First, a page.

Table 1 Theoretical Estimation and Experimental Measurement of Hydrodynamic Characteristics for NACA 66–009–4 (0.8a Meanline) Foil
−FN=3.5
Depth Ratio (h/C) 
a (deg.) 
C_{L} 
10×C_{D} 

MI 
M2 
M3 
Exp* 
MI 
M2 
M3 
Exp* 

0.4 
−2.0 
0.12 
0.16 
0.17 
0.17 
0.18 
0.15 
0.15 
0.15 
0.0 
0.25 
0.30 
0.31 
0.27 
0.17 
0.18 
0.16 
0.17 

2.0 
0.38 
0.43 
0.45 
0.39 
0.18 
0.22 
0.20 
0.22 

4.0 
0.51 
0.55 
0.59 
0.49 
0.21 
0.27 
0.24 
0.31 

1.0 
−2.0 
0.17 
0.21 
0.23 
0.18 
0.18 
0.15 
0.15 
0.20 
0.0 
0.34 
0.38 
0.40 
0.31 
0.18 
0.19 
0.19 
0.19 

2.0 
0.49 
0.52 
0.56 
0.45 
0.21 
0.22 
0.23 
0.26 

4.0 
0.63 
0.68 
0.73 
0.57 
0.25 
0.32 
0.28 
0.37 

2.0 
−2.0 
0.18 
0.22 
0.24 
0.20 
0.20 
0.16 
0.15 
0.18 
0.0 
0.36 
0.40 
0.42 
0.34 
0.18 
0.20 
0.19 
0.20 

2.0 
0.53 
0.57 
0.61 
0.49 
0.20 
0.22 
0.23 
0.26 

4.0 
0.70 
0.73 
0.78 
0.64 
0.25 
0.32 
0.28 
0.38 

4.0 
−2.0 
0.19 
0.23 
0.25 
0.20 
0.18 
0.15 
0.15 
0.18 
0.0 
0.38 
0.42 
0.44 
0.35 
0.17 
0.19 
0.18 
0.20 

2.0 
0.57 
0.60 
0.63 
0.51 
0.18 
0.24 
0.22 
0.26 

4.0 
0.75 
0.79 
0.82 
0.68 
0.22 
0.30 
0.27 
0.37 

* Mean value of 3 different measurements 
Table 2 shows the results of calculations and experimental measurements for HMRI NP009–4 foil for various depth ratios and various angles of attack. This foil represents the foil of HMRI NPseries thickness form with 9% thickness described in equation (21) combined with circular arc camber with 4% camber ratio. Figures 8 and 9 show the variations in lift and drag according to foil depth and the comparisons between numerical calculations and experimental measurements for HMRI NP009–4 foil.
Table 2 Theoretical Estimation and Experimental Measurement of Hydrodynamic Characteristics for HMRI NP009–4 (Circular arc camber) Foil
−FN=3.5
Depth Ratio (h/C)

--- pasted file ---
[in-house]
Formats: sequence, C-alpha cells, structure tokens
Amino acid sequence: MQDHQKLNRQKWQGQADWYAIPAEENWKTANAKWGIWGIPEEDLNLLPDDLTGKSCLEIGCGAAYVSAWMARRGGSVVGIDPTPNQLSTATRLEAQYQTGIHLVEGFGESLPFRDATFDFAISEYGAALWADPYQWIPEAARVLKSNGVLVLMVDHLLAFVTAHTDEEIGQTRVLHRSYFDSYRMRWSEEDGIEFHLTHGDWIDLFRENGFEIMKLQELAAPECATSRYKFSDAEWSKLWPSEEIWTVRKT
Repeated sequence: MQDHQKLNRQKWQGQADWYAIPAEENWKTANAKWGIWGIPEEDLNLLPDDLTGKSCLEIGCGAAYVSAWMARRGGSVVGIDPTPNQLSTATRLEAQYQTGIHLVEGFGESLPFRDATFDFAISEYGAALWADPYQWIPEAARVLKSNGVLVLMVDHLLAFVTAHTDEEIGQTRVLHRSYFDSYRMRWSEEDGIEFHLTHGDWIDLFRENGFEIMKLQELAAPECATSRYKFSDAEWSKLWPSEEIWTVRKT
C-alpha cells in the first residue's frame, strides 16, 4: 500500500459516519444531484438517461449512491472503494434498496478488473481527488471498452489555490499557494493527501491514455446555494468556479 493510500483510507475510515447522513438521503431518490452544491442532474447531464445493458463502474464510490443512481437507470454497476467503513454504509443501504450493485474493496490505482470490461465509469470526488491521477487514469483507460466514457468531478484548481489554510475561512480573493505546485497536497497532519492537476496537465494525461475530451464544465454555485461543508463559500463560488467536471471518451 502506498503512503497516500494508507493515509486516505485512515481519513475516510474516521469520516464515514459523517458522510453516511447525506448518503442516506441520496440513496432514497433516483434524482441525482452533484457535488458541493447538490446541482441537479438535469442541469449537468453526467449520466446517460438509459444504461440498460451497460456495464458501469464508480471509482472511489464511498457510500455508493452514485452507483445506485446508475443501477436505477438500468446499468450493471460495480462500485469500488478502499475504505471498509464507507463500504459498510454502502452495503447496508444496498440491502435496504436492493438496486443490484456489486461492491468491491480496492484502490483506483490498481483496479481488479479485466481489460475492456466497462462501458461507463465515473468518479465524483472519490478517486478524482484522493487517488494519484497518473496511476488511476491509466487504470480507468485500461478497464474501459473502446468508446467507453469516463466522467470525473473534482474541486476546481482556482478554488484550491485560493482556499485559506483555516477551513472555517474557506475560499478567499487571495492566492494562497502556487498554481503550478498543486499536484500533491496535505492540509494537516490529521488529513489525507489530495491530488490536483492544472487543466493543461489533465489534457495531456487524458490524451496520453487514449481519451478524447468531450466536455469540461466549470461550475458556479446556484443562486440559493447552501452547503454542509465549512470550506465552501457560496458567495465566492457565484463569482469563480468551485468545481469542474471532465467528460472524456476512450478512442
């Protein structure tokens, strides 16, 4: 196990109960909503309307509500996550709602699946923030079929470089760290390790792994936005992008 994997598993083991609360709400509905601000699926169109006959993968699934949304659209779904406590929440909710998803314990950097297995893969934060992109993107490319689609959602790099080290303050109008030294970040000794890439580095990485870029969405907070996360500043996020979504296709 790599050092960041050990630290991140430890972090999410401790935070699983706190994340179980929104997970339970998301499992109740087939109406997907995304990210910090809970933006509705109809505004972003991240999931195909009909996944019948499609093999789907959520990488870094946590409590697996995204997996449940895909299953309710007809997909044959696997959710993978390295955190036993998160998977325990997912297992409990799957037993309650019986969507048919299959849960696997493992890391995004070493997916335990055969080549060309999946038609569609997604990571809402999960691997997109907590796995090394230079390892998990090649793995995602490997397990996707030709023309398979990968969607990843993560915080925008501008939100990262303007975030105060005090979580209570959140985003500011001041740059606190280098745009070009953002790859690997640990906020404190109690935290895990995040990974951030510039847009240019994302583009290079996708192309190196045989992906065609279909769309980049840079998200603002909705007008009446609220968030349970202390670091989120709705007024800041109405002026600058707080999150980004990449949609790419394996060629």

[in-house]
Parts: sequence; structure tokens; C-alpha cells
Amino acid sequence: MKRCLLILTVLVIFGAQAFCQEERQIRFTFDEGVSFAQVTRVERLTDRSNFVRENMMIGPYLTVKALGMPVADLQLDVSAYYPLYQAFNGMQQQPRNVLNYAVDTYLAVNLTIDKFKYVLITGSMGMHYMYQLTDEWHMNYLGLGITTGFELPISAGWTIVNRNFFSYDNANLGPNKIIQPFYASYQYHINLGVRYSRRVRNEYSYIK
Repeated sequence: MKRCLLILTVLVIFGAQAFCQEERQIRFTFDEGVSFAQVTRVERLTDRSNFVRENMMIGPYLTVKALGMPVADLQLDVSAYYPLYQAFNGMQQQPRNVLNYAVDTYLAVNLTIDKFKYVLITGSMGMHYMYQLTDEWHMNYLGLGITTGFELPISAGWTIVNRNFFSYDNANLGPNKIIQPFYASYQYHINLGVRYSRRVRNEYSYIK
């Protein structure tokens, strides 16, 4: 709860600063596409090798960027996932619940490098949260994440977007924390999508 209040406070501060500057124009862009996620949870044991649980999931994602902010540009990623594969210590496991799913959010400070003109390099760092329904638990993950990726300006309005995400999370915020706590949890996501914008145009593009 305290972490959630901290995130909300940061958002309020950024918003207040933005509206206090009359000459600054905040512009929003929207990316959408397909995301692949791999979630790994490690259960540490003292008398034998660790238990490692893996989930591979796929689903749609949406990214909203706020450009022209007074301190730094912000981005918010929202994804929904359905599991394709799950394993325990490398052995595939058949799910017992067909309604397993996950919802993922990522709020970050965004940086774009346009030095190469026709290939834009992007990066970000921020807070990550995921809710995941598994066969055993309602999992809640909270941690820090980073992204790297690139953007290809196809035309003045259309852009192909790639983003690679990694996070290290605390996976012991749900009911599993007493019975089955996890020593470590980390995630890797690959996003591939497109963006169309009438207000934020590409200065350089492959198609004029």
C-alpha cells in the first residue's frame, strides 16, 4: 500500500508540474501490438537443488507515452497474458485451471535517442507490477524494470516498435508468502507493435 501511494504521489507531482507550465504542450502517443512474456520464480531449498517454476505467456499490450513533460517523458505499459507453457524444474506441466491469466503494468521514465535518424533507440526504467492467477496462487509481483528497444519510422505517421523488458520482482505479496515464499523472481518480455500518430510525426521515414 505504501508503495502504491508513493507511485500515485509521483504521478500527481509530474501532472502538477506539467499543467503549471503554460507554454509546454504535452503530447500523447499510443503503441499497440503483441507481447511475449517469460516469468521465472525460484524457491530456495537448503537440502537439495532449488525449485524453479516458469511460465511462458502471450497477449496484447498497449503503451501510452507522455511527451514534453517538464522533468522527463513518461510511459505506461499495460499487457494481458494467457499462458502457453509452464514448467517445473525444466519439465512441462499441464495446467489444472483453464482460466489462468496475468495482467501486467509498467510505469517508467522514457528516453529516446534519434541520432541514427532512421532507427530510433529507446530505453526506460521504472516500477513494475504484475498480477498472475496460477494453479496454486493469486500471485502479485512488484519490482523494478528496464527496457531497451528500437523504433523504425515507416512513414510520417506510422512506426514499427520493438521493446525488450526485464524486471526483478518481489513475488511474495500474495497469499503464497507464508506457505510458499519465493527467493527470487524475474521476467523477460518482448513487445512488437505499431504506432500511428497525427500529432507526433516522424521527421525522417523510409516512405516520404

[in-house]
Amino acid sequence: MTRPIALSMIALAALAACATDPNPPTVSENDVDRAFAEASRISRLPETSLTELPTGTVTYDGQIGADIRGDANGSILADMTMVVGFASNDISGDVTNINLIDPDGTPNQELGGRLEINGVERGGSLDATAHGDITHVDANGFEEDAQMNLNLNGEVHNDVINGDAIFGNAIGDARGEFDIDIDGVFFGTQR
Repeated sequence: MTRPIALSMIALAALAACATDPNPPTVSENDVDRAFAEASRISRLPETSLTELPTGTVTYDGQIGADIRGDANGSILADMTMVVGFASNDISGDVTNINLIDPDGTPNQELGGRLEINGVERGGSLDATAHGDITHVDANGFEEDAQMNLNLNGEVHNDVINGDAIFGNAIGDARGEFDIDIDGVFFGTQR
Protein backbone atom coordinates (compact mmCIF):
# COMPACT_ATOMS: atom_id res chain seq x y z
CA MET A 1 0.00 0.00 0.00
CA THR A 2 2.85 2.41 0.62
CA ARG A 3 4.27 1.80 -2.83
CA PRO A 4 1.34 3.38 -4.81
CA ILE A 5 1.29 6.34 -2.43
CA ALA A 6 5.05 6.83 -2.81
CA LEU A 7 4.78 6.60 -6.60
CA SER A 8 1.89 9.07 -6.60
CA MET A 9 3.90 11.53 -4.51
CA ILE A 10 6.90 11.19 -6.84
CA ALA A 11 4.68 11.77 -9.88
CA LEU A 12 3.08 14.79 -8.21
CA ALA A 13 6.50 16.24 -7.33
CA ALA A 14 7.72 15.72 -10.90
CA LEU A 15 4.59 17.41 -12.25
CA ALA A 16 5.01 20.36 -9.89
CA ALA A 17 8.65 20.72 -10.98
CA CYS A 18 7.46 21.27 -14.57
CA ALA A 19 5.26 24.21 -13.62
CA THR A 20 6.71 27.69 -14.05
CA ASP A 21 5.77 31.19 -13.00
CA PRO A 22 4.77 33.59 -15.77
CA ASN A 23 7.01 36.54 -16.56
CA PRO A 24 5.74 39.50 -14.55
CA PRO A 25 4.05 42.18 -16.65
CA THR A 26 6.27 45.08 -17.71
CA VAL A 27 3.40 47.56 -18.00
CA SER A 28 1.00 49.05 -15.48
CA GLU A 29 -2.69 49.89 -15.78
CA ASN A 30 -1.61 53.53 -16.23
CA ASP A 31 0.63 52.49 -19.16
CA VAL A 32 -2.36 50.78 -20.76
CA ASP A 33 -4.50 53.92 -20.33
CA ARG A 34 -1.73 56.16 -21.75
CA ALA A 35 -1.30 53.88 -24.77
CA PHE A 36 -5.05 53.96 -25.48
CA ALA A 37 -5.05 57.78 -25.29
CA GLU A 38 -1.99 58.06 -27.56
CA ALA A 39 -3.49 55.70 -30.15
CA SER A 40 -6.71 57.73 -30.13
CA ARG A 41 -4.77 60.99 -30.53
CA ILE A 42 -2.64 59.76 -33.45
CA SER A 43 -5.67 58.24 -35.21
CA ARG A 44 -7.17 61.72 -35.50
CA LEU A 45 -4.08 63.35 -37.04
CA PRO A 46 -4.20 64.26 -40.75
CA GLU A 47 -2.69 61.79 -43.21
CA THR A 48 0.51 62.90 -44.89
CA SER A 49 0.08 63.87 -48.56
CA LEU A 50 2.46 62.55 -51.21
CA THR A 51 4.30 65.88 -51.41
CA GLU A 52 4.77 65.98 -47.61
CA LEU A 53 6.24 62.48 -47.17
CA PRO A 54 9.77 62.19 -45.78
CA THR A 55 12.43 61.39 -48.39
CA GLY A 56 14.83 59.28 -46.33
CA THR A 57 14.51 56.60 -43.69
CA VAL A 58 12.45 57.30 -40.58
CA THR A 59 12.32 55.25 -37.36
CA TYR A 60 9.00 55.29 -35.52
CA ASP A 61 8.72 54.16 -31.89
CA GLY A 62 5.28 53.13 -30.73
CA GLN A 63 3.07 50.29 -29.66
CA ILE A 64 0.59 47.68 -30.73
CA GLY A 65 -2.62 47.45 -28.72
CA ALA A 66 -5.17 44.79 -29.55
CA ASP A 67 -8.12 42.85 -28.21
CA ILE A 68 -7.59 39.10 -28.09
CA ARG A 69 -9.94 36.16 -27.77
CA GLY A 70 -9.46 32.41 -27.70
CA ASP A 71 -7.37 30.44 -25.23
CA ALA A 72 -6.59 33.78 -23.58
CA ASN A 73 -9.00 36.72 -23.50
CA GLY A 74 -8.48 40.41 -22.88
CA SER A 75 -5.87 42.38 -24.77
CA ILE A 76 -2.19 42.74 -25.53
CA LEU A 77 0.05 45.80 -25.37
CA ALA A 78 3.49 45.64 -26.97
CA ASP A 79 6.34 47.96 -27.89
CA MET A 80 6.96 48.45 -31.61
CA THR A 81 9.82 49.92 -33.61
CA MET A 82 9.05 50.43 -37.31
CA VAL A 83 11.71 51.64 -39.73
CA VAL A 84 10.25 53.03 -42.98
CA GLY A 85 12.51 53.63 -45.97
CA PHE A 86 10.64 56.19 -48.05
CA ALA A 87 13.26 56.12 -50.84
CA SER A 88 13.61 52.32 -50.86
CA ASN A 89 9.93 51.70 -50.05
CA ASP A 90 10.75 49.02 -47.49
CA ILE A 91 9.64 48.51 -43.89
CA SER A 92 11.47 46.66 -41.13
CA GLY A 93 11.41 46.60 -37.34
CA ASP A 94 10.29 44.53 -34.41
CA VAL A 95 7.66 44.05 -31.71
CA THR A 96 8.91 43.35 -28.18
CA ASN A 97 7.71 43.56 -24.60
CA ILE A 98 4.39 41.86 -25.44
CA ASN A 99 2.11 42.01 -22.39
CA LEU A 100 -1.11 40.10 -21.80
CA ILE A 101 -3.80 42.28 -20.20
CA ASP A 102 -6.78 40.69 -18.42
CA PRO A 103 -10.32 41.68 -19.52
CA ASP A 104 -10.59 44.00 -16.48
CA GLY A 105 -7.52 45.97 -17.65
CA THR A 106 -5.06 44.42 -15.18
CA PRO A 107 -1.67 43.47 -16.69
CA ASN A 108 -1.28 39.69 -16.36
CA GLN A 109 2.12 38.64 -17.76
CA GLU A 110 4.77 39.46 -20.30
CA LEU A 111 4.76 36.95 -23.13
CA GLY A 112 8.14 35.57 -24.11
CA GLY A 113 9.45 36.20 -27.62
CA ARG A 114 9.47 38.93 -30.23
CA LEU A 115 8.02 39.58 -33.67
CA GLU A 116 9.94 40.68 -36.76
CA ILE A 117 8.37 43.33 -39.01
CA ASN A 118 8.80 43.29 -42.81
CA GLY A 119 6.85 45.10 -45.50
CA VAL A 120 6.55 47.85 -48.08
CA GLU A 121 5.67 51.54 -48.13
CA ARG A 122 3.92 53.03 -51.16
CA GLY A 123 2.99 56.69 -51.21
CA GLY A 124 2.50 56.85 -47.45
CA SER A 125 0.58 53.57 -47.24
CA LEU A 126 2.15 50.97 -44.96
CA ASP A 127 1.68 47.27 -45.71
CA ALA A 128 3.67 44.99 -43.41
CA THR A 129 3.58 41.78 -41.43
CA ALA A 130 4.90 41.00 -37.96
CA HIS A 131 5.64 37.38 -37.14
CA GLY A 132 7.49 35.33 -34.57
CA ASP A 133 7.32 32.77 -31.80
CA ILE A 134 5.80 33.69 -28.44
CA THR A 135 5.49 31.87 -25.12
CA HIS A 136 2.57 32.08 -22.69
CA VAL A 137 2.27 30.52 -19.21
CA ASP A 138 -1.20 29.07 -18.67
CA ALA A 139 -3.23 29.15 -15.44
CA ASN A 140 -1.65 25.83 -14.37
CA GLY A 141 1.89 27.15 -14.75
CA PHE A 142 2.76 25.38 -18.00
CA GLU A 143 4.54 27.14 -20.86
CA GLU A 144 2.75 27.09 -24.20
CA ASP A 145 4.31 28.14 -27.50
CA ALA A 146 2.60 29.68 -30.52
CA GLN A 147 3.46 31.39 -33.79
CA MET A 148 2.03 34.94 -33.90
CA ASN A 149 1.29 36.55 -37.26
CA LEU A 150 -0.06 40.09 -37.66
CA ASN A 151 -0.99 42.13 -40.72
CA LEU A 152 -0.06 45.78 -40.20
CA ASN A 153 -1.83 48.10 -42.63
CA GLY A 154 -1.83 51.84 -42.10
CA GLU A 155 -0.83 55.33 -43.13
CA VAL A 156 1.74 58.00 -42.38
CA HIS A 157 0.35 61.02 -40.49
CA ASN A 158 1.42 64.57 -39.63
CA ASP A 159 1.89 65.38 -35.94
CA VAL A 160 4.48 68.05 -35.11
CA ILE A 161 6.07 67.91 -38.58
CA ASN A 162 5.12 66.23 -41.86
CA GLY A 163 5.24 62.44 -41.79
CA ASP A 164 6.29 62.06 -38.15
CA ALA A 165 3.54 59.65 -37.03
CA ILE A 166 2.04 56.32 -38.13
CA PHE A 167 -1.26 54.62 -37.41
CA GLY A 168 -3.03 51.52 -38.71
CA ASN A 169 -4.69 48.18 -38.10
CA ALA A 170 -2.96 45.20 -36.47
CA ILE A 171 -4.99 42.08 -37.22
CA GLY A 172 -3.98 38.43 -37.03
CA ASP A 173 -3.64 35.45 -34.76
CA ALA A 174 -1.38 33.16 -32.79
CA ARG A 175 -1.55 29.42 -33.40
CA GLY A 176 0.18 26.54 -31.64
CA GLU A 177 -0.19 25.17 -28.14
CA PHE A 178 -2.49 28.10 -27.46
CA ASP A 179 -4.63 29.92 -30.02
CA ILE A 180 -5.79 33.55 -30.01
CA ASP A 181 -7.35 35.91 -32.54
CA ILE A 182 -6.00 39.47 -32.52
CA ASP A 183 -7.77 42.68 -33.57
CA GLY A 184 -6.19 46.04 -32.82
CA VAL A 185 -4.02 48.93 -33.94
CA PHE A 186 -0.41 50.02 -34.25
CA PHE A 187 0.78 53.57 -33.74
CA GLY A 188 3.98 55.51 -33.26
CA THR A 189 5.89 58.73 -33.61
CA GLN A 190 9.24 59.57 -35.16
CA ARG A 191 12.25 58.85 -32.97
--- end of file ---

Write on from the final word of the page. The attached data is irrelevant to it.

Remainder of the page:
a (deg.) 
C_{L} 
10×C_{D} 

MI 
M2 
M3 
Exp* 
MI 
M2 
M3 
Exp* 

0.4 
−2.0 
0.14 
0.16 
0.18 
0.16 
0.13 
0.12 
0.12 
0.13 
0.0 
0.28 
0.31 
0.32 
0.27 
0.14 
0.15 
0.13 
0.15 

2.0 
0.41 
0.44 
0.46 
0.38 
0.18 
0.19 
0.17 
0.20 

4.0 
0.54 
0.56 
0.59 
0.49 
0.25 
0.22 
0.21 
0.28 

1.0 
−2.0 
0.19 
0.21 
0.24 
0.18 
0.14 
0.14 
0.12 
0.14 
0.0 
0.36 
0.38 
0.40 
0.32 
0.15 
0.18 
0.16 
0.17 

2.0 
0.51 
0.53 
0.57 
0.45 
0.21 
0.23 
0.20 
0.24 

4.0 
0.66 
0.69 
0.73 
0.57 
0.31 
0.30 
0.25 
0.33 

2.0 
−2.0 
0.20 
0.22 
0.24 
0.18 
0.14 
0.14 
0.12 
0.16 
0.0 
0.37 
0.41 
0.43 
0.34 
0.15 
0.18 
0.16 
0.18 

2.0 
0.55 
0.57 
0.61 
0.49 
0.21 
0.23 
0.20 
0.24 

4.0 
0.72 
0.74 
0.79 
0.64 
0.31 
0.30 
0.26 
0.35 

4.0 
−2.0 
0.22 
0.23 
0.25 
0.20 
0.14 
0.14 
0.12 
0.16 
0.0 
0.40 
0.43 
0.44 
0.37 
0.14 
0.16 
0.14 
0.18 

2.0 
0.59 
0.61 
0.64 
0.52 
0.18 
0.22 
0.18 
0.24 

4.0 
0.78 
0.80 
0.83 
0.69 
0.28 
0.27 
0.23 
0.33 

* Mean value of 3 different measurements 
7. DIDCUSSIONS AND CONCLUSIONS
The authors have long performed systematic studies for the prediction of hydrodynamic characteristics of 2D foils operated under the freesurface. As a part of such efforts, the authors have tried numerous different numerical schemes based on the potential theory, and three typical methods have been presented and discussed in this paper together with very limited experimental studies. Among three numerical methods, the method 1 (vortexlattice method) always gives the closest results to the experimental measurements, while the results by the method 3 (pure panel method) always show the biggest differences from those of experiment. All of three methods tend to overpredict the lift and underpredict the drag. In the actual computations, it is sufficient to distribute 50 singularities on the foil camberline and 100 in the freesurface to obtain practically complete convergence, and even over 95% of complete convergence could be obtained by the singularity distributions of 10 on the foil camberline and 20 in the freesurface in the Method 1. In the Method 3, however, more than 50 panels on the foil surface and 100 panels in the freesurface are required to have 95% of complete convergence. Therefore, computation is much more complicated and takes much more time by the Method 3 than by the Method 1. The Method 2 is in the middle of the Method 1 and the Method 3 in every sense. From the practical view points, therefore, the vortexlattice method is the best in terms of accuracy, simplicity, etc.
The three numerical methods tried by the authors could be well utilized to investigate the qualitative behavior of 2D foils operated in the vicinity of freesurface. However, they are not considered to be satisfactory to abtain sufficiently accurate quantitative information for actual design. Ultimately, direct solution method of NervierStokes equation for the real fluid should be developed. However, this technique is in its early stage nowadays and no definite idea is available how long it would take to improve the technique to the level of practical application. There exists pesimistic view that such days would never come.